The Idea: According to a study by the University of Massachusetts, 60 percent of people lie at least once in a 10 minute conversation. People name-drop, over state relationships, discount their weaknesses and even twist the truth to make themselves look better. How do you ensure that you aren’t lying to yourself? More importantly, how do you ensure that you don’t believe your own lies?
We are all guilty at times of willingly denying what is right in front of us; it’s easy and sometimes beneficial in the moment. You see this with friends and family, narcissistic co-workers, unchecked politicians, and all leaders before a fall. It is easier to deny the truth that is right in front of you, because you either can’t or don’t want to believe it.
The trouble with lying to oneself is that a false reality is created. Lying is like building a house on sand and often it’s the most powerful and knowledgeable that is susceptible. Researchers at the University of Exeter found that people with “excessive knowledge in a specific area are often duped more than those who are less well-versed.” They are in need of a reality check.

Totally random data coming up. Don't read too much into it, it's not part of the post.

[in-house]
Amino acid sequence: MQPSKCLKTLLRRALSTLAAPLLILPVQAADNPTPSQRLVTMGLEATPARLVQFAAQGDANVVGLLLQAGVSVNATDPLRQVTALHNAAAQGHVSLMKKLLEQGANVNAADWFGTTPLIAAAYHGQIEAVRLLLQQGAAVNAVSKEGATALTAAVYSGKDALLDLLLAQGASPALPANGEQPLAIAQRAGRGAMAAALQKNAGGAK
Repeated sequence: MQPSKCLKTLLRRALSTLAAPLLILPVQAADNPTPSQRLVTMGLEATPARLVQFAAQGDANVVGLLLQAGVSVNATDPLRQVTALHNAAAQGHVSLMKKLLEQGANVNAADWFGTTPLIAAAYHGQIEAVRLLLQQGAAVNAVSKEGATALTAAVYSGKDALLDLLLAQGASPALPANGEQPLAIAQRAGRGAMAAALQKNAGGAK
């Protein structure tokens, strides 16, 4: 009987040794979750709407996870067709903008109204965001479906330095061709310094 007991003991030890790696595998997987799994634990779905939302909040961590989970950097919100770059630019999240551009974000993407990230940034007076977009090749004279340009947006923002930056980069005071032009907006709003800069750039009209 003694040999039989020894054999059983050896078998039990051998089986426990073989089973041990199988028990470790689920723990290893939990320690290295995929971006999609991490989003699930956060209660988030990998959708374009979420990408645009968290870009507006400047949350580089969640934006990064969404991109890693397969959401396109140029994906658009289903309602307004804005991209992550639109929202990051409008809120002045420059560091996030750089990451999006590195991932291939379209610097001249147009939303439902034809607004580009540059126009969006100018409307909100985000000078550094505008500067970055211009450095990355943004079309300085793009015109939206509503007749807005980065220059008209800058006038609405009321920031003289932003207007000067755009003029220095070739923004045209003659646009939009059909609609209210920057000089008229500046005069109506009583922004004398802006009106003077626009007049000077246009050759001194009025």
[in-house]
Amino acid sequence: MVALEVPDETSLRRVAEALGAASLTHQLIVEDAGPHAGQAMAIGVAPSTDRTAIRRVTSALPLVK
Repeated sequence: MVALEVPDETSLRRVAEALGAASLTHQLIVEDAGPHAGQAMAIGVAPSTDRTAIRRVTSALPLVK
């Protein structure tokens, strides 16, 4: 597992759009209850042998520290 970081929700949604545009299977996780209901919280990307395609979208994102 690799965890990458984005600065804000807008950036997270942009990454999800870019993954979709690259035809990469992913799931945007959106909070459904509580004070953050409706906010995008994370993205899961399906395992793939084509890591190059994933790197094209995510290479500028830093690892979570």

When people are overconfident, they are sure they will never be misled or hoodwinked by themselves or someone else. But they are wrong. In fact, they are the most vulnerable to being deceived.
Here are three ideas to stay rooted in reality:
- Conduct 360 feedback discussions with your team – partners and friends. Be vulnerable enough to uncover how you are really showing up.
- Work with a coach that loves you enough to be honest and pull out your best while courageous enough to confront your blind spots.
- Be willing to work on your own emotional health. We all have inner battles and the quicker you recognize and own it, the better.
Author Derek Landy once penned “The lies we tell other people are nothing to the lies we tell ourselves.”
Have you recently rationalized something away that is sitting right in front of you?